Opinion Editorial

Apathetic loser label fits Emerson constituency

Greg Vandermeulen

The Emerson constituency is full of a special type of people. It's the kind of home grown citizen that supports Queen and country, and believes strongly in good old fashioned values. At least that's what they like you to think.

The sad truth is more than half of adults in the Emerson constituency simply don't care about being a good citizen. They have no interest in important issues such as education, health care or roads. It turns out the coffee shops filled with griping business owners and farmers, are no more significant than a tea party for five-year-old girls.

Don't believe this to be true? Ask yourself this. Have you cast a ballot recently?

More than 50 per cent of eligible voters think so little of this constituency, and the province, they could not even be bothered to cast a vote in the last provincial election.

That's the worst turnout in the province. So get off your high horse, Emerson now has a reputation. It's one for apathetic, uniformed attitudes.

Our constituency slogan could very well be "we don't care".

Our MLA, Cliff Graydon was elected with 3,696 votes, only 30 per cent of the possible votes.

The runner-up, the NDP candidate was given 1,296 votes and the Liberal was close behind that.

The reasons for not voting are many. Some could be PC supporters who assume the PC candidate will be elected anyway. Or they could support the NDP and Liberal and again, assume it's a lost cause for their candidate.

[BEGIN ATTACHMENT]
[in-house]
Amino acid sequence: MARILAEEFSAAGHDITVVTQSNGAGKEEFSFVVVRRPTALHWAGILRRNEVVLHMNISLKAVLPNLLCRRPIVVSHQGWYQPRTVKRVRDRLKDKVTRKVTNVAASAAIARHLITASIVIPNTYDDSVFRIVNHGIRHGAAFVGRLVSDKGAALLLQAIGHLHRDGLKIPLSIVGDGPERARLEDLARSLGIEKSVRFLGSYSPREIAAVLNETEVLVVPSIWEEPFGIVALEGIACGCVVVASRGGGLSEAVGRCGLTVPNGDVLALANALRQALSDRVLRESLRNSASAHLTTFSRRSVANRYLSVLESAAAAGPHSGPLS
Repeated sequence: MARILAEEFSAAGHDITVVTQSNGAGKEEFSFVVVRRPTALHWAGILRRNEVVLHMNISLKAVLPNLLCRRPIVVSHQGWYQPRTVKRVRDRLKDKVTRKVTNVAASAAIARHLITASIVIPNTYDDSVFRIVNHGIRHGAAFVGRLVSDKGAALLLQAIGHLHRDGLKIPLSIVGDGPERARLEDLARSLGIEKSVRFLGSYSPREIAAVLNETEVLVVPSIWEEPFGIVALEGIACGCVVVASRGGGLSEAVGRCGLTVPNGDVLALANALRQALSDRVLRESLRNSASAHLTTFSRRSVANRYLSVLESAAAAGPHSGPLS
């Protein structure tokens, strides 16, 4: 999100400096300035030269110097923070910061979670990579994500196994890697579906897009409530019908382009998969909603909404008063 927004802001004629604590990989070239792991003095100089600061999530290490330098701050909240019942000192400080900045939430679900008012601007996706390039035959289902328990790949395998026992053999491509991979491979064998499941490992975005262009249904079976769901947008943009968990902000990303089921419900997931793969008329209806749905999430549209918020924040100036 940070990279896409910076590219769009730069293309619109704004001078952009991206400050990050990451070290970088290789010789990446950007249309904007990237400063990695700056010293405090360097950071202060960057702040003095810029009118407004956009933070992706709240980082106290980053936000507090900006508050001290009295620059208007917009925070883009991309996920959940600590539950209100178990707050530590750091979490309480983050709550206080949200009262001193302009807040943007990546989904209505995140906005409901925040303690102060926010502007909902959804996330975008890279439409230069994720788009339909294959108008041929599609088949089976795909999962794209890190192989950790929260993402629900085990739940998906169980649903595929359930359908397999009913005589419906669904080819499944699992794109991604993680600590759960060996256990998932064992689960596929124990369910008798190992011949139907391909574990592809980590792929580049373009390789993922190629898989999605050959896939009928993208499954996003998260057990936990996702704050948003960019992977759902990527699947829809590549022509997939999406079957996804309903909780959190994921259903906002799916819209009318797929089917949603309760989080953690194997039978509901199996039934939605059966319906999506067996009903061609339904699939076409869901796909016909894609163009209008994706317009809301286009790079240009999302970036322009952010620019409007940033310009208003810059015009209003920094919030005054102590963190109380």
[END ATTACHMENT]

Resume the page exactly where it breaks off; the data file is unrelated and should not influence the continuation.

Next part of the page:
But consider this. Statistically people on the right of the political spectrum are more inclined to actually cast a vote than those on the left. That means just because the PC Party got more than 60 per cent votes cast, that formula would not work the same if those who hadn't voted weighed in.

Of the missing votes, if 4,317 were NDP supporters, and 1,913 liked the PC Party, we would have an NDP candidate.

You never know if your vote does make a difference but one thing you can be sure of.

If you don't cast a vote, you will make no difference at all.

If we as a region don't like being thought of as the constituency that doesn't care, we need to step up to the ballot box.

After all, why should any government pay attention to the people in this constituency if we're so disengaged that we can't even muster the energy once every four years to name our favourite candidate?

Be counted on Oct. 4. Cast a ballot and help shape Manitoba's future.